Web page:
On Monday, a group of eight advocates came together to meet with Rep. Todd Rokita, a Republican congressman who's been in office for less than a year after winning in November 2010. In total, we had 130+ years of Type 1 experience either present or represented in the room.
|See me there, in the back 4th from left... WEARING BLUE!!!!|
We then went around the table and everyone described some their day-to-day struggles with type 1 diabetes, particularly in dealing with Lows. One mom told about her teenage daughter's Low earlier that day that meant she didn't feel up to attending the meeting. Another mom talked about her daughter's anxiety and night-time Lows. We shared some stories about the costs of supplies and insurance, how we don't have the ability to get some great help because of regulatory delays, and how we are trying to live successfully on the road to a cure.
At the end of our 30-minute discussion, the congressman addressed the three "asks" that we'd pitched: 1.) Joining the informational Diabetes Caucus on the House side; 2.) Putting focus on the FDA and its regulatory process in order to make sure diabetes technology, such as the artificial pancreas, is receiving adequate, timely, and effective review; 3.) Continued government funding for Type 1 research through the NIH.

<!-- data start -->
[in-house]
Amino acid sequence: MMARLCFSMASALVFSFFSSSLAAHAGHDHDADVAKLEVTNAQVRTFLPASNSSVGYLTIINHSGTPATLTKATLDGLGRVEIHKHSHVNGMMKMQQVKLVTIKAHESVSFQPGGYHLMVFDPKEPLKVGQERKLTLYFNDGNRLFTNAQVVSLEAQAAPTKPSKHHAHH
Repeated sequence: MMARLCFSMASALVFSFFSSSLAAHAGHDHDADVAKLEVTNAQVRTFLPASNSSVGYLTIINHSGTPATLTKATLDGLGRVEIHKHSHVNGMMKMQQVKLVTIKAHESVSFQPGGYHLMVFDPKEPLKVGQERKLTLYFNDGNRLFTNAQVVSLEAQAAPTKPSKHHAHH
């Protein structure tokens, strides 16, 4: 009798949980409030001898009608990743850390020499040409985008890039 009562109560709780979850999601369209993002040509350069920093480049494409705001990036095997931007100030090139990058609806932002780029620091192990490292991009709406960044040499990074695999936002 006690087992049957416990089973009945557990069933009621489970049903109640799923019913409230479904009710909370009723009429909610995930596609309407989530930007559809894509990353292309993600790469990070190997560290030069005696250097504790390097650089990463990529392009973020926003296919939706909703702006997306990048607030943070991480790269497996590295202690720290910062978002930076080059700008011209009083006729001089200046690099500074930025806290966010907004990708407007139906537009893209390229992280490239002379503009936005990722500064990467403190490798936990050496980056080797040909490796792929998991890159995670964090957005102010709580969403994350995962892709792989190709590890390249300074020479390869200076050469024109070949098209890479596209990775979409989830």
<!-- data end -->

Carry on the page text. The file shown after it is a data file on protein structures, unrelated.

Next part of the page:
Rokita made no promises about future research funding through the NIH, but his fiscally conservative and recent-election steam may dictate how he comes down on that. He told us point-blank that wouldn't join the House Diabetes Caucus as some of his colleagues in the state have, because so many of these informational caucuses exist and he’s only joined a select few. But on the third point, Rokita did promise to focus attention on the FDA regulatory process because he’s concerned about that issue and has heard from other constituents outside of the Diabetes Community that it’s a problem. He agreed to speak with FDA Commissioner Hamburg about the guidance document.
So, there's that. That third component - the FDA regulatory process - is the most pressing concern and what needs the most attention, so I count this meeting a win. The rest can get more attention down the road, but the most time-sensitive and significant issue appears to be getting Rokita's attention.
One out of three... Not bad. We can work on the remaining two "asks" down the road. There's time.
Hopefully, future Promise meetings will go just as well here in Indiana and I hope others are getting that kind of feedback and support from their elected leaders. The JDRF Advocacy arm is counting up the meetings nationwide, and as of my writing this at the end of Wednesday there have already been 235 meetings scheduled or held throughout the country. That means we only need 197 more to reach the goal of 432 by the year's end! You can find out more information about meetings or involvement in the Promise Campaign here.